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Legendary Dartmouth football coach Buddy Teevens died Tuesday at the age of 66.
The school announced he died approximately six months after he suffered significant injuries from a bicycle accident in March.
“Our family is heartbroken to inform you that our beloved ‘coach’ has peacefully passed away surrounded by family,” the Teevens family said in a statement. “Unfortunately, the injuries he sustained proved too challenging for even him to overcome. Throughout this journey, we consistently relayed the thoughts, memories, and love sent his way. Your kindness and letters of encouragement did not go unnoticed and were greatly appreciated by both Buddy and our family.
“We are confident and take comfort in the fact that he passed away knowing how much he was loved and admired.”
Dartmouth Athletics @dartmouthsports
We are saddened to share the passing of legendary Robert L. Blackman Head Football Coach Buddy Teevens ’79. Our thoughts and prayers are with his loved ones.
The school’s announcement explained he was riding his bike in Florida when he was struck by a pickup truck. In addition to spinal cord injuries he suffered, his right leg was amputated.
Teevens was already a Dartmouth legend even before he became the school’s all-time winningest football coach at 117-101-2.
He played quarterback and led the Big Green to the conference title as the Ivy League Player of the Year in 1978. He also lettered in hockey as a multi-sport athlete.
He first became the school’s football coach from 1987 through 1991 before taking opportunities elsewhere but eventually returned to his alma mater as coach in 2005. Teevens led the Big Green to a share of the Ivy League championship in 1990 and an outright conference title in 1991 during his first stint and then a share of the conference championship in 2015, 2019 and 2021 during his second stint.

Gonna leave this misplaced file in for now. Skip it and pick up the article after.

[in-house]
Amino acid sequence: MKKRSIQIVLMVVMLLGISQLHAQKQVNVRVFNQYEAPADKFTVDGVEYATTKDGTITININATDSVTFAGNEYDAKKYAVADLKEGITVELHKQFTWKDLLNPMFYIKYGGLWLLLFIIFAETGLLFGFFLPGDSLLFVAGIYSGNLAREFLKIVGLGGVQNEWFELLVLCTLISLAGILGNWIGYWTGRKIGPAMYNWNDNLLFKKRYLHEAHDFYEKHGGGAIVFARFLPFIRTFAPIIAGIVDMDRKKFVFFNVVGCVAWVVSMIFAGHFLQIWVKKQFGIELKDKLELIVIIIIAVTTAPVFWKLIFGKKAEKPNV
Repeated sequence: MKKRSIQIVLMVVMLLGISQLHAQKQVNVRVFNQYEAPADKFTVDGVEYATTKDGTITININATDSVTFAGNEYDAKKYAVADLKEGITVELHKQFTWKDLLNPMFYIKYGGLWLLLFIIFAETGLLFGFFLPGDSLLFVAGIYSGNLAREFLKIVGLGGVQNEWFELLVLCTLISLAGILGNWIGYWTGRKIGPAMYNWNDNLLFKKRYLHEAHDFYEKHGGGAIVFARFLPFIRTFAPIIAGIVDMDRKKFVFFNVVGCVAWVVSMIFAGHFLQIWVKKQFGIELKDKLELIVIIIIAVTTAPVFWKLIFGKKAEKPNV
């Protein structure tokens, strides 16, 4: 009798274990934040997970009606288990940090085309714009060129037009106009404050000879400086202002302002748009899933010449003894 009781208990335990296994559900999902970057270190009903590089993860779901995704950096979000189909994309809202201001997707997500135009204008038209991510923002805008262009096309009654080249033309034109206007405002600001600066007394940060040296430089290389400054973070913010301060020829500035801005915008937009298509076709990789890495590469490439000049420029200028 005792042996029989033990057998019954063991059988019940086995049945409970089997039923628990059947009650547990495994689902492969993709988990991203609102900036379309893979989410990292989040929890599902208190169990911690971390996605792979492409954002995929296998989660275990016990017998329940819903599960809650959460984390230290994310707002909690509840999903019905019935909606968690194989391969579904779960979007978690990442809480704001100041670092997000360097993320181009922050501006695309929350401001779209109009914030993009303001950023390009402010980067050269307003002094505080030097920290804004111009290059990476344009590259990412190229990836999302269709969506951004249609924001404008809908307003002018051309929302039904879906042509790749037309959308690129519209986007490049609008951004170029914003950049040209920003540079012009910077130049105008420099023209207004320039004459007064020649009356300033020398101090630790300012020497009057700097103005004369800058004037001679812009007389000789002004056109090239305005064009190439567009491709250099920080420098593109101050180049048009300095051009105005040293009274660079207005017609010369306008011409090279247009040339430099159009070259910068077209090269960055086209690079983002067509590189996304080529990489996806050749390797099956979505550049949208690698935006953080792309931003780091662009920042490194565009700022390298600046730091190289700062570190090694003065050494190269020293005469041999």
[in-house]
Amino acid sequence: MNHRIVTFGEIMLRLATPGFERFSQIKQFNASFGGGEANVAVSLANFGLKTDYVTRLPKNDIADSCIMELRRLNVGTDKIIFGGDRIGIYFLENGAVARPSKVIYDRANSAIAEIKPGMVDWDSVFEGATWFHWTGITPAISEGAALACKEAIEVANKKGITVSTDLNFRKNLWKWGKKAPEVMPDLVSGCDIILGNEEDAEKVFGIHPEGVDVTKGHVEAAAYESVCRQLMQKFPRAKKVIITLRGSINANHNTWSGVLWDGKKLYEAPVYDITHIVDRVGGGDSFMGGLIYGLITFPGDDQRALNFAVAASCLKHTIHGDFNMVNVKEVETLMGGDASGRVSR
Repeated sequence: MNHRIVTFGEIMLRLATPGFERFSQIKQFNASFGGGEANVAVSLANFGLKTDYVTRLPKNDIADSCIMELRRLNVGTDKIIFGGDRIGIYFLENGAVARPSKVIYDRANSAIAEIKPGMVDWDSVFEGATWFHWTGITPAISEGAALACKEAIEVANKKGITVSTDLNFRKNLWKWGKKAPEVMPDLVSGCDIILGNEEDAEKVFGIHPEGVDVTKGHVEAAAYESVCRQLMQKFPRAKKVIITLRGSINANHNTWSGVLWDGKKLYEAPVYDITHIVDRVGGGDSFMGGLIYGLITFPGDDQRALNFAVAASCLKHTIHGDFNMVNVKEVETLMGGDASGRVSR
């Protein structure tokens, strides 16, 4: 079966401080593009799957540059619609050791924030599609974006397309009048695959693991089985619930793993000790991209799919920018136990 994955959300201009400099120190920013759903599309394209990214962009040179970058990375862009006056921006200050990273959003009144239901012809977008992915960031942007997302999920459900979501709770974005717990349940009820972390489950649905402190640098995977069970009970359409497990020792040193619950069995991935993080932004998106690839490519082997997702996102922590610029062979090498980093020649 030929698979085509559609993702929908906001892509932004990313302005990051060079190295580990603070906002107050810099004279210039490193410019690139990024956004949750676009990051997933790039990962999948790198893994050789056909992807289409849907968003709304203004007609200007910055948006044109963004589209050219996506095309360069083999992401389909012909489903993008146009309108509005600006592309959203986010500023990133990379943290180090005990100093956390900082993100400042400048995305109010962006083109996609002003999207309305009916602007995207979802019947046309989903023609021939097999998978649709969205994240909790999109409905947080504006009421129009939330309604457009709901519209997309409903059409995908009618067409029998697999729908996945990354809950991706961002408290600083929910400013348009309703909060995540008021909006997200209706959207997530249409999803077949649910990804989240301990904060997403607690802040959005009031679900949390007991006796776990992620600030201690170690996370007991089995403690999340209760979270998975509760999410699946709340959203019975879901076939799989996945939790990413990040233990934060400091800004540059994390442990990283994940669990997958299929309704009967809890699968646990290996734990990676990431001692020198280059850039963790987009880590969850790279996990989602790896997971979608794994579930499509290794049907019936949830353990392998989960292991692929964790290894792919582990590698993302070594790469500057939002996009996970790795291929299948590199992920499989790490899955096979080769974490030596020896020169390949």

Yet he was known for more than just winning on the field.
Nicole Auerbach of The Athletic noted he was the first collegiate coach to eliminate live tackling at practices in an effort to keep players safer. He also helped develop the Mobile Virtual Player, which is a remote-controlled tackling dummy that has become more widespread at the collegiate and NFL levels.
What’s more, he became the first college football coach to hire women as full-time staff members and participated in the NFL Women’s Careers in Football Forum every year at the NFL scouting combine.
NFL commissioner Roger Goodell recognized his impact on the game during the most recent NFL draft:
NFL and college coaches honor Dartmouth head coach Buddy Teevens at the NFL Draft. pic.twitter.com/f8TFgASo7g
Sammy McCorkle has served as the team’s interim coach this season.
Dartmouth president Sian Leah Beilock and athletic director Mike Harrity said the team will still play Saturday’s game against Lehigh because that is what Teevens would have wanted.
Teevens is survived by his wife, Kirsten, their children Lindsay and Buddy Jr., and their four grandchildren.